by Rob Williams on August 29, 2014 in Processors
In late 2011, I wagered that Intel would follow-up its i7-3960X with an eight-core model within the year. That didn’t happen. Instead, we have had to wait nearly three years since that release to finally see an eight-core Intel desktop chip become a reality. Now for the big question: Was the company’s Core i7-5960X worth the wait?
Photo manipulation benchmarks are more relevant than ever given the proliferation of high-end digital photography hardware. For this benchmark, we test the system’s handling of RAW photo data using Adobe Lightroom 5.6, an excellent RAW photo editor and organizer that’s easy to use and looks fantastic. You can check out our full review of the tool here.
For our testing, we take a total of 500 RAW files spread across 250 .NEFs captured with a Nikon D80 and 250 .CR2 captured across a Canon 40D and 5D Mark II. We export all of these files to a matte-sharpened quality 90 JPEG resized to a resolution of 1000×660 – similar to a lot of photos we use here on the website. The test is timed indirectly using a stopwatch as the program doesn’t record the duration itself.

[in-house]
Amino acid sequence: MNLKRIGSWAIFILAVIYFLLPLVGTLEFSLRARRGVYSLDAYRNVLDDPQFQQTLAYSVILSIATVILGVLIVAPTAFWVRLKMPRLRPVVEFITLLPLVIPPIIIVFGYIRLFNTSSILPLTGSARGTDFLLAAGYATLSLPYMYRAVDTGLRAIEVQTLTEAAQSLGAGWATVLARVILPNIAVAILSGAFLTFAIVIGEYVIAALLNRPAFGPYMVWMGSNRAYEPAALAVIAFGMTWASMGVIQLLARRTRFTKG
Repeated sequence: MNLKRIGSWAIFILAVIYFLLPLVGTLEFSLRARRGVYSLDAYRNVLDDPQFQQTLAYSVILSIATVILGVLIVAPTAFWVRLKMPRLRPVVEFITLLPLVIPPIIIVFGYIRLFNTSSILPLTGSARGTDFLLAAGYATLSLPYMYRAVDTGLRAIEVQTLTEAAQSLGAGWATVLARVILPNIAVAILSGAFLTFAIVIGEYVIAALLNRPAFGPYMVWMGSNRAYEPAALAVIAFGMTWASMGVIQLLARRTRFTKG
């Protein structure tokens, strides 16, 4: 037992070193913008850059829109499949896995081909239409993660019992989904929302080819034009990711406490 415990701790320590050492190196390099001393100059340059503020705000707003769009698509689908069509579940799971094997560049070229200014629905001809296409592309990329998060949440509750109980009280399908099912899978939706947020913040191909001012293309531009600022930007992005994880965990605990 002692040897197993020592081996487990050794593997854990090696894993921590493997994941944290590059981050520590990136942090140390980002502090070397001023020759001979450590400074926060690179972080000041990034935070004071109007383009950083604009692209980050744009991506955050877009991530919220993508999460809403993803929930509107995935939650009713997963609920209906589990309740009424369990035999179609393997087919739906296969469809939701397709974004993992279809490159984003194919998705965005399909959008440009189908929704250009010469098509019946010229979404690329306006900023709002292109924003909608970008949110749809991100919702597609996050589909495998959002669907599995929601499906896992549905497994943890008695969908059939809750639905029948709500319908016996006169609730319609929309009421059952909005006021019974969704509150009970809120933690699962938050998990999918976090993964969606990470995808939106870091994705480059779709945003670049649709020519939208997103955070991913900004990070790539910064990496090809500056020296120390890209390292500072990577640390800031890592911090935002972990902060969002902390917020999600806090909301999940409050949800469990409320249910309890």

Here’s good proof that more cores doesn’t mean better – or at least that much better. Despite Lightroom being a high-end editing tool, it exported our photos using the i7-5960X in 94% of the time it took the i7-4960X. That’s not exactly what I’d call much of a gain. It’s my hope that future versions of Lightroom will be designed to take far better advantage of multi-threading – there’s no reason that the results here couldn’t be as impressive as what we saw with the HandBrake test on the previous page.
You own hundreds, thousands, or even tens of thousands of songs, all encoded to a pristine lossless format such as FLAC. Your mobile device on the other hand, supports either MP3 or AAC. What’s the solution? There are several, but the one I’ve relied on for almost ten years has been dBpoweramp. It’s both flexible and powerful, which happen to be two important factors for those who take their music seriously.
Recent versions of dBpoweramp have opened up the ability to encode more than one track at once, up to a limit of one-per-thread. With twelve-thread CPUs on the market, that ability can greatly improve overall times. For our testing here, we take 500 unique FLAC files that average about ~30MBs and encode them using the “high-quality” setting to 320Kbit/s MP3.
Unlike Lightroom, which doesn’t do much to take advantage of hugely threaded processors, dBpoweramp does. But even in this case, with 16 threads being utilized, the gains are still only about 15%. Part of the reason for this could be due to I/O, despite using a fast SSD. It’d be fun to run this same test on a RAMDisk. That’s a test for a future time.